|Tiffany Brennan is owner of Mint Yoga Studio, the Hiland Building's newest tenant.|
A new yoga studio is opening in the Hiland Building and the space, a work in progress, beautifully illustrates the practice of yoga. First there was the demolition of the old (think: typical office space). Then, drop ceilings were removed, and beautiful, 13'-high ceilings were revealed. Removal of drywall revealed brick, plaster beams and arches, and ornate crown molding—remnants of what the Hiland Building used to be: a theater.
"From what I understand, the theater was a pretty impressive space, and could hold 700 people," Dan Gorman says. Gorman, along with David Hosea, own the Hiland Building. "I can't tell you how many people I've talked to in town that have fond memories of attending movies and live performances in that space. It's an exciting project to be involved with because the building has been a part of the history of this town for so long."
|Rekow and Stull Orthodontics used this space in the Hiland Building for nearly 30 years. Photo by David Rafie.|
|Today Stull Orthodontics exists at 637 Highland Ave. Photo by David Rafie.|
|Demolition revealed the Hiland Building's old grandeur. Photo by David Rafie.|
|Simply removing the drop ceilings made the space seem much bigger. Photo by David Rafie.|
There is so much beauty within if we just take the time to find it.
Tiffany Brennan, owner of the studio, knows this to be true. Brennan spent 15 years as a marketer first on the agency side, then on the client side. She and her husband moved from Cincinnati to Columbus for 8 years. While in Columbus Brennan worked for Limited Brands. Once they moved back to Cincinnati Brennan, at this point a mom, quit working.
Never a lover of exercise, Brennan fell in love with yoga. As her body changed, Brennan grew fascinated with the physiology of it. "Perhaps it was intellectual boredom but I thought, I love yoga, I'm doing a lot of it, I'd like to learn a bit more." So she did. Brennan completed her first teacher training in 2014 and currently she's in the middle of her second teacher training. "In April I'll have 400 hours under my belt when I'm done," Brennan says.
|Tiffany Brennan practices yoga personally, daily.|
After her first teacher training Brennan began to teach classes at recreation centers and studios around the city. And in September she started thinking about her own space. Enter: Fort Thomas resident Nicole Schilling.
Four years ago Brennan, who now lives in Clifton, met Schilling at the Campbell County YMCA. Schilling's triplets were taking a gymnastics class with Brennan's daughter. (Brennan was pregnant with her son at the time.) The two bonded and a friendship formed. Fast forward to last fall. While at breakfast Brennan shared her studio idea with Schilling. "Oh, thank God," Schilling said. "Finally. I have a place that you have to look into." That space? The Hiland Building.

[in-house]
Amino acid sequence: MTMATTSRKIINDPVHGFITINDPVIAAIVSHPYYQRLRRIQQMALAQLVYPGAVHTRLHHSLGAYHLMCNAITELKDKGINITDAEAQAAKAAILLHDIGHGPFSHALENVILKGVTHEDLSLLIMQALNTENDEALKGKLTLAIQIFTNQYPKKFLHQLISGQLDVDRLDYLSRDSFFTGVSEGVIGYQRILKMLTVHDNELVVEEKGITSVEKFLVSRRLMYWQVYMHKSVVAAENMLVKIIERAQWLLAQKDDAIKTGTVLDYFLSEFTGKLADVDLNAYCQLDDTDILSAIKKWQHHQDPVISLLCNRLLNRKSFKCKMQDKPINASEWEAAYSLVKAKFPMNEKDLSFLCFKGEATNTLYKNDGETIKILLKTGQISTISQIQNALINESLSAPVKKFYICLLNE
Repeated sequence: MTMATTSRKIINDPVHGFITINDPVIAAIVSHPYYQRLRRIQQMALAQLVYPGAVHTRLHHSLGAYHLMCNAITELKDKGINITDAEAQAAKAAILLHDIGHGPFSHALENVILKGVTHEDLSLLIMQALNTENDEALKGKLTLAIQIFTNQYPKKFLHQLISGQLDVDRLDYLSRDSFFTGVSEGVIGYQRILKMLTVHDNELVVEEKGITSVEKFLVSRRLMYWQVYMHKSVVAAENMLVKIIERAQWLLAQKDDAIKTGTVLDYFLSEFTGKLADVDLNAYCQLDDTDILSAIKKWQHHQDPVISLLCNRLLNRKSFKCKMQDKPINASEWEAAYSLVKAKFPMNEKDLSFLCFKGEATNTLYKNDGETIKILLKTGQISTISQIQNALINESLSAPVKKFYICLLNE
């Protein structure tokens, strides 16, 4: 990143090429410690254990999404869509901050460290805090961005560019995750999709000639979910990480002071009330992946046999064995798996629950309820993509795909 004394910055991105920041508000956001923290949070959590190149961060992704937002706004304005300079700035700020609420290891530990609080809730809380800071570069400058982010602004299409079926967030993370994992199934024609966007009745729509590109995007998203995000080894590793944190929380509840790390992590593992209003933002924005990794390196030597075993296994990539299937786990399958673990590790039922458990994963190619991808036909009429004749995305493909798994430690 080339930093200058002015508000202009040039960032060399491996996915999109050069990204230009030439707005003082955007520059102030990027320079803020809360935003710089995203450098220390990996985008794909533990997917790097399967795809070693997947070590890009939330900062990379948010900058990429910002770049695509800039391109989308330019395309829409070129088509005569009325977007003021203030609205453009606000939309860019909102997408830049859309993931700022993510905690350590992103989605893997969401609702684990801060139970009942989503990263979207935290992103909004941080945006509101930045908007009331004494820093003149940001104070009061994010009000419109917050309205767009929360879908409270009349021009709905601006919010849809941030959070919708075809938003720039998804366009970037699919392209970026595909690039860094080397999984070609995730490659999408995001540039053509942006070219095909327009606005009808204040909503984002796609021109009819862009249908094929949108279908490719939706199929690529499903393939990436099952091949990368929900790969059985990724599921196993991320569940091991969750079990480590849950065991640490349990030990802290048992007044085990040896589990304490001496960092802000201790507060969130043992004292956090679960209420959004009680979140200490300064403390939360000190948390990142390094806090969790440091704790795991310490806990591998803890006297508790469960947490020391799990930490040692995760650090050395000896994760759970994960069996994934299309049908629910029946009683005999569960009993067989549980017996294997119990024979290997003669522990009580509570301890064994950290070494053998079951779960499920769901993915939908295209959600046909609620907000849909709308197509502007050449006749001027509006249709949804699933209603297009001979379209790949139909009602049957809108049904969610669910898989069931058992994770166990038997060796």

Schilling knew about the Hiland Building through articles she had read on Fort Thomas Matters. The two pulled up the Hiland's Facebook page and Schilling messaged Gorman and Hosea while still at breakfast.
Several weeks went by and Brennan continued to look for studio space around Cincinnati with her real estate agent. Things that mattered to Brennan: location, parking accessibility and visibility. Gorman, who had been busy with other projects, contacted Brennan and invited her to take a look at the space, which was occupied by Rekow and Stull Orthodontics for nearly 30 years.
"The space seemed like it was frozen in time," Gorman says. "The x-ray equipment was still there, the stations for each patient, the wallpaper and carpeting—it was all just as it was when they left a decade ago."
Pushing panels of the drop ceiling up and peeling back drywall, Brennan caught a glimpse of the space's former grandeur. "I think you get a feeling about places, and I knew right away," Brennan says. Gorman says Brennan was able to see the potential from the beginning. Other things she liked: the amount of natural light, the existing tenants and the fact that many people in the community could walk to attend classes. Then Brennan's marketer brain kicked in and she did a competitive analysis. What she discovered was a plethora of fitness choices but few—if any—dedicated to only yoga.